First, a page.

Mental illness and similar allegories are a topic that aren’t as widely discussed when it comes to the topic of vampires, and that’s what makes me so interested in this topic. Yes, we know that physical illness and bloodborne diseases are often associated with monsters such as vampires, but what about mental illness?
Given the fact that they suck on blood and possess association to animals known to carry diseases such as bats and rats – and even ticks, mosquitoes, and fleas – there is the connotation of bloodborne diseases at play. Then there is the physical illness, with the fact that these creatures are dead and not made of living flesh. But what of the mental health aspect of it all? People don’t often associate vampires with mental illness the way they do depictions of creatures like werewolves. But even then, vampires are monsters, nonetheless, therefore making illness and similar afflictions something monstrous.
Once again, I return to D’Arcy’s The Black Vampyre and Le Fanu’s Carmilla. In both of these novellass, the vampires have their allegories of mental illness extending beyond the fact that they’re vampires. Each stories’ respective vampires can be coded as mentally ill (by the standards of their eras) because of their sexuality, gender, nationality, and race.
 Arkowitz, Hal. “Lunacy and the Full Moon.” Scientific American, 1 Feb. 2009, www.scientificamerican.com/article/lunacy-and-the-full-moon/.
Along with the moon, one of the strongest thematic connections with vampires is homosexuality and homoeroticism, and the eras’ social anxieties pertaining to the topic. Up until terrifyingly recently, homosexuality was often associated with an unsound mind or impure sexuality, and sexuality in general (especially for women; even today), even heterosexuality if you were a woman, was a topic of scrutiny that would be tied to ideas of ill, impure minds. And this comes to the forefront famously in Carmilla, which stars a lesbian female vampire who actively preys on an innocent young girl. It reflects the Victorian Era social anxieties surrounding female sexuality and homoeroticism, both of which were treated as illnesses of the mind in their respective eras.
Carmilla illustration by David Henry Friston.
So not only does the moon hold an insidious history behind the demonization of mental illnesses, but the history of warped social norms, anxieties, and fear surrounding women, sexuality, and the mind influence depictions of vampires.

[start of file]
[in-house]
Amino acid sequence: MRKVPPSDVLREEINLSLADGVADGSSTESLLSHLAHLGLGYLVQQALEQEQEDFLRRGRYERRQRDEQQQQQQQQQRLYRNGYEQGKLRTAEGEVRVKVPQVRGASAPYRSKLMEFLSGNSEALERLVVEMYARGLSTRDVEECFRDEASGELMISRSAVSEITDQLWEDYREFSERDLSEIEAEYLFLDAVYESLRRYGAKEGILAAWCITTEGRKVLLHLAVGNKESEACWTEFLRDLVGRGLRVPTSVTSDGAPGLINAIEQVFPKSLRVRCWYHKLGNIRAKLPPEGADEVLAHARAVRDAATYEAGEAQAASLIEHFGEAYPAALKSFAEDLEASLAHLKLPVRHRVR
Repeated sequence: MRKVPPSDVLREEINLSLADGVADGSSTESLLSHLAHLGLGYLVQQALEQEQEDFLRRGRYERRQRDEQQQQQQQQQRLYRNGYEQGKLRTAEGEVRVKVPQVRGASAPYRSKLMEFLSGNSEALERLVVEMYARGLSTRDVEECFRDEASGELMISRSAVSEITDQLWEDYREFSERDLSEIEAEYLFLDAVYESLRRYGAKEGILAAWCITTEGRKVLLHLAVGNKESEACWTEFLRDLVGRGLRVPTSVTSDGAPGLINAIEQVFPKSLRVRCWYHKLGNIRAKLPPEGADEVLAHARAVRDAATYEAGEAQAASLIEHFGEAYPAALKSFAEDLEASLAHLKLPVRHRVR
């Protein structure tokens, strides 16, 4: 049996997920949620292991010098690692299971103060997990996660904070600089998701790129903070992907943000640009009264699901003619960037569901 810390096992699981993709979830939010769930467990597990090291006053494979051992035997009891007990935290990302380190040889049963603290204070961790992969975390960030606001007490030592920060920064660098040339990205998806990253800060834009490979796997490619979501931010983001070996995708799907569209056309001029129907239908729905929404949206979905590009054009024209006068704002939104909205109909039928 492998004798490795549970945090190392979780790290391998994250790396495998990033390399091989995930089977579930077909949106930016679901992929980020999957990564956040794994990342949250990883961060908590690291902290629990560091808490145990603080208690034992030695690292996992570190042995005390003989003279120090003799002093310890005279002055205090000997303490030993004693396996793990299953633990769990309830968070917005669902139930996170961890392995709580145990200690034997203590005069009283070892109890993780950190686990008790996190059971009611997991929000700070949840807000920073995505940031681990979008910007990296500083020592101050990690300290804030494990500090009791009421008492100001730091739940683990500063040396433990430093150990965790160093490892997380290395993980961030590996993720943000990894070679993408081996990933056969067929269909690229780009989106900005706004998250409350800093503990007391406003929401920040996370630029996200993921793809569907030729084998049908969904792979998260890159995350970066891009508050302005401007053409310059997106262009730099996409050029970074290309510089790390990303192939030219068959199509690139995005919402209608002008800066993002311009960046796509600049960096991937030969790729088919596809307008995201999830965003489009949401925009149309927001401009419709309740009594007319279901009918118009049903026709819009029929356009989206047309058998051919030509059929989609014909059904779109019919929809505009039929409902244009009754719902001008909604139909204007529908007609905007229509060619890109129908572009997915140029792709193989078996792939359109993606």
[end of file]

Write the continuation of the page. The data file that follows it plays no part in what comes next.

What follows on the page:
To demonize vulnerable or marginalised people, some felt it necessary to turn them – whether they be aging folk beliefs, mental illness, female and queer sexuality, race relations, the aging aristocracy – to turn them into literal monsters. While vampires are creatures that are now viewed as glamorous and elegant, they’re monsters nonetheless, and only curate more fear around these topics. Vampires are intended to be monsters that challenge the worldview of the heterosexual, white, rich male, and that’s why such topics are framed as something monstrous and horrifying and demonic.That’s why it is important to bring up how the mentally ill have been characterised not just as vampires, but as monsters in generaland how these depictions leak into the modern-day vampire canon. The history of why these monsters are monsters helps audiences understand them, the era in which they hail from, and what they mean, and they may even see bits of themselves within monsters such as vampires. It’s important to know how this history translates into our most beloved, monstrous media villains, heroes, and lovers.
Ultimately, the sun and moon present themselves as dichotomies within vampire canon. While the sun presents itself as something of death and pain for vampires, and victory for the heroes, the moon gives the vampires life and power, and terror to protagonists.
Lilienfield, Scott O., and Hal Arkowitz. “Lunacy and the Full Moon.” Scientific American Mind, 20, no. 1 (2009): 64–65. JSTOR, http://www.jstor.org/stable/24940069. Accessed 14 July 2023.
D’Arcy, Uriah Derick. The Black Vampyre; a Legend of St. Domingo, ed. Duncan Faherty and Ed White. Just Teach One, no. 15 (2019). https://jto.americanantiquarian.org/the-black-vampyre/the-black-vampyre/
Le Fanu, Joseph Sheridan. Carmilla. Project Gutenberg. www.gutenberg.org/files/10007/10007-h/10007-h.htm. Accessed 14 July 2023.
Hendricks, George D., and Mary Washington. “Blood and the Moon.” Western Folklore, 21, no. 3 (1962): 197. JSTOR. https://www.jstor.org/stable/1496963